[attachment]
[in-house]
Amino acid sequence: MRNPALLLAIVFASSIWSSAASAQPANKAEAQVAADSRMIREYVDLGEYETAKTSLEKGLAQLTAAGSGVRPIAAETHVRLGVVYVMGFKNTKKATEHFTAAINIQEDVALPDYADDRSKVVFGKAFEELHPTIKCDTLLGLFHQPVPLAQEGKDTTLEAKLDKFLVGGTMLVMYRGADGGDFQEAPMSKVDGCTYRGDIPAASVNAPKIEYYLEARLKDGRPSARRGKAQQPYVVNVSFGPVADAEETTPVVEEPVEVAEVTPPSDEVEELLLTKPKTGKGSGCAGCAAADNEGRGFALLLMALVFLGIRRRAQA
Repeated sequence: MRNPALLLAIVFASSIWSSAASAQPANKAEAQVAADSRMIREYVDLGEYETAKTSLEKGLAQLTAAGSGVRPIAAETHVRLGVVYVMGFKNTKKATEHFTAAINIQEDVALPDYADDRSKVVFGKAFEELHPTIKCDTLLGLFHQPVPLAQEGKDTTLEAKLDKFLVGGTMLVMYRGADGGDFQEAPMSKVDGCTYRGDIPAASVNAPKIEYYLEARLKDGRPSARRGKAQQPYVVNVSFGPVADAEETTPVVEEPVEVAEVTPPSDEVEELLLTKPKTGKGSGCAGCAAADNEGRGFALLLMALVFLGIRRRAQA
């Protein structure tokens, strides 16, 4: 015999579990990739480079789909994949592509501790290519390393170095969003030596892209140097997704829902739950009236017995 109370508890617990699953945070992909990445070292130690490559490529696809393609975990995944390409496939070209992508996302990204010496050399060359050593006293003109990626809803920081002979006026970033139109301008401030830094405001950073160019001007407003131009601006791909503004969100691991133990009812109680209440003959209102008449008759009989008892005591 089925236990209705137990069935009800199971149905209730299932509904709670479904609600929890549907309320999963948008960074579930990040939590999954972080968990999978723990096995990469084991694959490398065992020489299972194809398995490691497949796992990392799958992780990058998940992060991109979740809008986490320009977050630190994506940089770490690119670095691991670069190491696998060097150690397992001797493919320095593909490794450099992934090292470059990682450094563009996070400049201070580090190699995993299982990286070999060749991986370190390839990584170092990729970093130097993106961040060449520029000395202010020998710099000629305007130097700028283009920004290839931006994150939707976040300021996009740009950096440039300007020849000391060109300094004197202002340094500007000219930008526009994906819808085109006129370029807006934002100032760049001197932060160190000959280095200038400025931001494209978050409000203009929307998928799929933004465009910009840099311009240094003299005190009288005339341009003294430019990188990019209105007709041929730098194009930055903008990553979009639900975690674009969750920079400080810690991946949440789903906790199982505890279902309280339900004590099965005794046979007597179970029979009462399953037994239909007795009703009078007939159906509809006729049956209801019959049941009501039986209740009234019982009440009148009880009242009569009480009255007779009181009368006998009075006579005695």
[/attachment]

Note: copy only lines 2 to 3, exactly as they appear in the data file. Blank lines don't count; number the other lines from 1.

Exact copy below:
Amino acid sequence: MRNPALLLAIVFASSIWSSAASAQPANKAEAQVAADSRMIREYVDLGEYETAKTSLEKGLAQLTAAGSGVRPIAAETHVRLGVVYVMGFKNTKKATEHFTAAINIQEDVALPDYADDRSKVVFGKAFEELHPTIKCDTLLGLFHQPVPLAQEGKDTTLEAKLDKFLVGGTMLVMYRGADGGDFQEAPMSKVDGCTYRGDIPAASVNAPKIEYYLEARLKDGRPSARRGKAQQPYVVNVSFGPVADAEETTPVVEEPVEVAEVTPPSDEVEELLLTKPKTGKGSGCAGCAAADNEGRGFALLLMALVFLGIRRRAQA
Repeated sequence: MRNPALLLAIVFASSIWSSAASAQPANKAEAQVAADSRMIREYVDLGEYETAKTSLEKGLAQLTAAGSGVRPIAAETHVRLGVVYVMGFKNTKKATEHFTAAINIQEDVALPDYADDRSKVVFGKAFEELHPTIKCDTLLGLFHQPVPLAQEGKDTTLEAKLDKFLVGGTMLVMYRGADGGDFQEAPMSKVDGCTYRGDIPAASVNAPKIEYYLEARLKDGRPSARRGKAQQPYVVNVSFGPVADAEETTPVVEEPVEVAEVTPPSDEVEELLLTKPKTGKGSGCAGCAAADNEGRGFALLLMALVFLGIRRRAQA